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Unread 09-03-2004, 09:54 AM   #1
yadax3
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Question Sealer, grout release & MB-4 questions

We are using this Daltile glazed porcelain tile for our bathroom project: http://www.daltileproducts.com/serie...t=4&series=74#

I just happen to have a bottle of MB-4 that I bought for two marble vanity tops (which, as it turns out, I don't really need to seal), not realizing when I bought it that it would make an excellent grout sealer as well. John's book recommends sealing virtually all tile installations but I'm still a bit confused.

1. Would it be a good idea to use a grout release, especially since our tile is textured and some of it is pitted? If so, would MB-4 make a good grout release for this purpose?

2. Should I seal my porcelain tile, even though it's glazed? If so, would MB-4 be a good sealer for this purpose?

3. How much MB-4 would I need to seal about 400 sq. ft. of tile?

4. How many quarts would I need to seal 1/16" unsanded grout lines around about 300 sq. ft. of 10" x 13" field tiles, 20 sq. ft. of 1" x 1" shower floor tile and 1/8" sanded grout lines around 120 sq. ft. of 18" x 18" floor tiles?

5. Is MB-4 a good grout sealer to use in a bathroom/shower? (I think I read something to the contrary on one of these threads). If it matters, we're planning to use Hydroment Modified Ceramic & Dry Tile Grout.

Thank you in advance for any insight & clarification you can offer.
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Unread 09-03-2004, 03:53 PM   #2
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1) No. Wipe in both a north south east west direction. the material should not inbed as long as you don't let it set too long.

2) No.

3) 1 quart ought to do it.

4) I would purchase 2 more quarts. One for use and one for reserve. You'll have a partial bottle left over and a full one.

5) It will do fine. It may take two or three applications.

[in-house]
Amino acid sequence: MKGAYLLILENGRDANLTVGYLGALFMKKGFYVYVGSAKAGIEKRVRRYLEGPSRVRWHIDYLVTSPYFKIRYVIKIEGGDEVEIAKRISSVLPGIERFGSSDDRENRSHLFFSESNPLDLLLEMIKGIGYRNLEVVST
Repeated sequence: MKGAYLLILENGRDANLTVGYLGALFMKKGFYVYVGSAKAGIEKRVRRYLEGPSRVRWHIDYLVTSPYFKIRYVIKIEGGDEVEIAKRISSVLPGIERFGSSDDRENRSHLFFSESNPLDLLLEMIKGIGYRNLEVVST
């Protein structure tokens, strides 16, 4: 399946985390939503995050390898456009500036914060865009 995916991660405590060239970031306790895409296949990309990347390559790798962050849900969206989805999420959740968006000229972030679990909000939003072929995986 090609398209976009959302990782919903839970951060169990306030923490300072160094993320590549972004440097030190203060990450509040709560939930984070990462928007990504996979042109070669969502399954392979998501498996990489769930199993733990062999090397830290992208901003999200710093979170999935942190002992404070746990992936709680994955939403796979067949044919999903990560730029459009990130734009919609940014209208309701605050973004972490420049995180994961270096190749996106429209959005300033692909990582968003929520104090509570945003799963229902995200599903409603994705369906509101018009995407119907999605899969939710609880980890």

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Unread 09-03-2004, 04:19 PM   #3
yadax3
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Thank you, Steven. Just to be sure I understand, do you mean to say I need a total of 3 quarts to seal the grout? And, another quart to seal the tile. if I chose to do so?
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Unread 09-04-2004, 07:59 AM   #4
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You don't need that much, Laura. Maybe buy one more bottle.

The only real way you can screw up in using an imprenator is to leave it on the surface of something. It's very difficult to get it off. I think you can see for that reason it would be a very poor choice as a grout release. A grout release will wash off during the grout clean-up process. Sealers won't.

The best defense against getting grout stuck in your craggy tiles is to smear and clean only small areas at a time. Start out with four tiles. Get them cleaned up before you spread any more grout. You will then be able to gauge how large an area you can safely handle.

What I wrote in the book had to be general, and generally you can seal everything in site whether it needs it or not. Again, the only serious mistake you can make is leaving product to dry on the surface.
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Unread 09-04-2004, 08:10 AM   #5
yadax3
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Thanks again, John. I'm still a little concerned about getting grout out of all of those nooks and crannies, so I may go ahead and get some grout release but I won't use a sealer/impregnator on the tile. Onward and forward....
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Unread 09-04-2004, 09:32 PM   #6
doitright
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Hi Laura

I'm always more cautious grouting that type of tile. One of the keys is not to leave big globs on the floor. Mix smaller batches. I like to measure the amount of water to keep the batches consistant. I also try to pack the joints, and not smear the whole tile. Makes it much easier to clean afterwards. Another hint would be to use a "doodlebug". It facilitates cleaning the textured tile, and removing fresh hardening grout.

Last, but not least, there are products available, should you not get the tile as clean as you had intended.

I personally don't favor grout release. Got everything all bubbley. Had a difficult time with keeping the joints nice and flush. It's been years since I used it, so maybe the technology has changed.
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Unread 09-05-2004, 09:16 AM   #7
yadax3
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Okay, John. Thanks. I guess there's no substitute for taking it nice and slow. I just get concerned reading all of the posts about not being able to get grout off of tile. I'll look around for one of those doodlebug things. Thanks again!
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Unread 09-05-2004, 10:27 AM   #8
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The posts you read about folks not being able to get grout off tiles are usually by late arrivals to the boards. They find us after they've made the mess, and it's often too late to resolve the problem.

The whole industry has turned around from a design standpoint. Rough textured and craggy tiles are the norm nowadays. We've all just got to slow down. It really is the only way.
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